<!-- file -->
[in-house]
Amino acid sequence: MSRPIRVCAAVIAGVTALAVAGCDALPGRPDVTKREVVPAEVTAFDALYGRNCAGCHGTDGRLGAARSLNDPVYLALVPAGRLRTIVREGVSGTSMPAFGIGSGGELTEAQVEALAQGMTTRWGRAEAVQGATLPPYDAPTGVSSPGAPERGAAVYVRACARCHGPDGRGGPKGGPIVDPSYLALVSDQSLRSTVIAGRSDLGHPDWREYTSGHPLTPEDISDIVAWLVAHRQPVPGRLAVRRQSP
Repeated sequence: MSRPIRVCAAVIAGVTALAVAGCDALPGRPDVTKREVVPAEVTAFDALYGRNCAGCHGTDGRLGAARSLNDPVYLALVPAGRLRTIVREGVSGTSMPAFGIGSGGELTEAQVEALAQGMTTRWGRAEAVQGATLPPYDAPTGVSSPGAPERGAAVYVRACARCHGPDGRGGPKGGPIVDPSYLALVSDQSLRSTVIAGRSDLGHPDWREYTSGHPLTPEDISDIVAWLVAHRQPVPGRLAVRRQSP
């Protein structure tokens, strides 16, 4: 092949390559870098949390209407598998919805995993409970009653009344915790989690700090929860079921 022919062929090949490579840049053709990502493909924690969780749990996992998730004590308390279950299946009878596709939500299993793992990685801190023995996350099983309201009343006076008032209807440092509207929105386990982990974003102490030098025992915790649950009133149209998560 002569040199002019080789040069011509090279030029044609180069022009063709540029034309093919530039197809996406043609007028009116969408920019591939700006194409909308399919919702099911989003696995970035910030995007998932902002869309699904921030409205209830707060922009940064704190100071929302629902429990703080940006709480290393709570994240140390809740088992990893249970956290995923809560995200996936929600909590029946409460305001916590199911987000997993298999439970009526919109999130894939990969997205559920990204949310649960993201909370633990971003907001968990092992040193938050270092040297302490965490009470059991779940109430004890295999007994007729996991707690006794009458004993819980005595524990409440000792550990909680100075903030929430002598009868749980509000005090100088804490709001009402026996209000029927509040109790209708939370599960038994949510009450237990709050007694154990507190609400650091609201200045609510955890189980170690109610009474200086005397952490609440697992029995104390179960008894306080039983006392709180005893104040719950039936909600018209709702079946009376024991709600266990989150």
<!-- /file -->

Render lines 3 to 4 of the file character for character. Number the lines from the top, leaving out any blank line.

Repeated sequence: MSRPIRVCAAVIAGVTALAVAGCDALPGRPDVTKREVVPAEVTAFDALYGRNCAGCHGTDGRLGAARSLNDPVYLALVPAGRLRTIVREGVSGTSMPAFGIGSGGELTEAQVEALAQGMTTRWGRAEAVQGATLPPYDAPTGVSSPGAPERGAAVYVRACARCHGPDGRGGPKGGPIVDPSYLALVSDQSLRSTVIAGRSDLGHPDWREYTSGHPLTPEDISDIVAWLVAHRQPVPGRLAVRRQSP
């Protein structure tokens, strides 16, 4: 092949390559870098949390209407598998919805995993409970009653009344915790989690700090929860079921 022919062929090949490579840049053709990502493909924690969780749990996992998730004590308390279950299946009878596709939500299993793992990685801190023995996350099983309201009343006076008032209807440092509207929105386990982990974003102490030098025992915790649950009133149209998560 002569040199002019080789040069011509090279030029044609180069022009063709540029034309093919530039197809996406043609007028009116969408920019591939700006194409909308399919919702099911989003696995970035910030995007998932902002869309699904921030409205209830707060922009940064704190100071929302629902429990703080940006709480290393709570994240140390809740088992990893249970956290995923809560995200996936929600909590029946409460305001916590199911987000997993298999439970009526919109999130894939990969997205559920990204949310649960993201909370633990971003907001968990092992040193938050270092040297302490965490009470059991779940109430004890295999007994007729996991707690006794009458004993819980005595524990409440000792550990909680100075903030929430002598009868749980509000005090100088804490709001009402026996209000029927509040109790209708939370599960038994949510009450237990709050007694154990507190609400650091609201200045609510955890189980170690109610009474200086005397952490609440697992029995104390179960008894306080039983006392709180005893104040719950039936909600018209709702079946009376024991709600266990989150």